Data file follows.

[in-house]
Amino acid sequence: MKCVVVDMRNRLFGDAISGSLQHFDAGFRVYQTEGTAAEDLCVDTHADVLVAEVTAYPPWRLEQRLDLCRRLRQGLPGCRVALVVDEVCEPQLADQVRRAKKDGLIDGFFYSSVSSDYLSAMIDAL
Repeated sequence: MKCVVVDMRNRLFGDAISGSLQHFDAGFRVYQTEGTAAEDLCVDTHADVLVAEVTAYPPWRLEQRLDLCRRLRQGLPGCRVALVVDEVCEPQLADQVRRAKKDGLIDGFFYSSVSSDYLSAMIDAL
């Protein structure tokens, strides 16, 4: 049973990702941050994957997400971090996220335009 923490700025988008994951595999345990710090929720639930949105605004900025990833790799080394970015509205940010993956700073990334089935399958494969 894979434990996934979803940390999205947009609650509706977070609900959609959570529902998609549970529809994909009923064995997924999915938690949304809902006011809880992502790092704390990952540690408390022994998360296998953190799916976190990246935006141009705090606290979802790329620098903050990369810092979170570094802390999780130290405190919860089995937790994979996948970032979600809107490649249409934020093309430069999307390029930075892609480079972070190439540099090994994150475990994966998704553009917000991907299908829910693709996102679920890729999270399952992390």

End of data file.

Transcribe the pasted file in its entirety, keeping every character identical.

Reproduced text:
[in-house]
Amino acid sequence: MKCVVVDMRNRLFGDAISGSLQHFDAGFRVYQTEGTAAEDLCVDTHADVLVAEVTAYPPWRLEQRLDLCRRLRQGLPGCRVALVVDEVCEPQLADQVRRAKKDGLIDGFFYSSVSSDYLSAMIDAL
Repeated sequence: MKCVVVDMRNRLFGDAISGSLQHFDAGFRVYQTEGTAAEDLCVDTHADVLVAEVTAYPPWRLEQRLDLCRRLRQGLPGCRVALVVDEVCEPQLADQVRRAKKDGLIDGFFYSSVSSDYLSAMIDAL
């Protein structure tokens, strides 16, 4: 049973990702941050994957997400971090996220335009 923490700025988008994951595999345990710090929720639930949105605004900025990833790799080394970015509205940010993956700073990334089935399958494969 894979434990996934979803940390999205947009609650509706977070609900959609959570529902998609549970529809994909009923064995997924999915938690949304809902006011809880992502790092704390990952540690408390022994998360296998953190799916976190990246935006141009705090606290979802790329620098903050990369810092979170570094802390999780130290405190919860089995937790994979996948970032979600809107490649249409934020093309430069999307390029930075892609480079972070190439540099090994994150475990994966998704553009917000991907299908829910693709996102679920890729999270399952992390």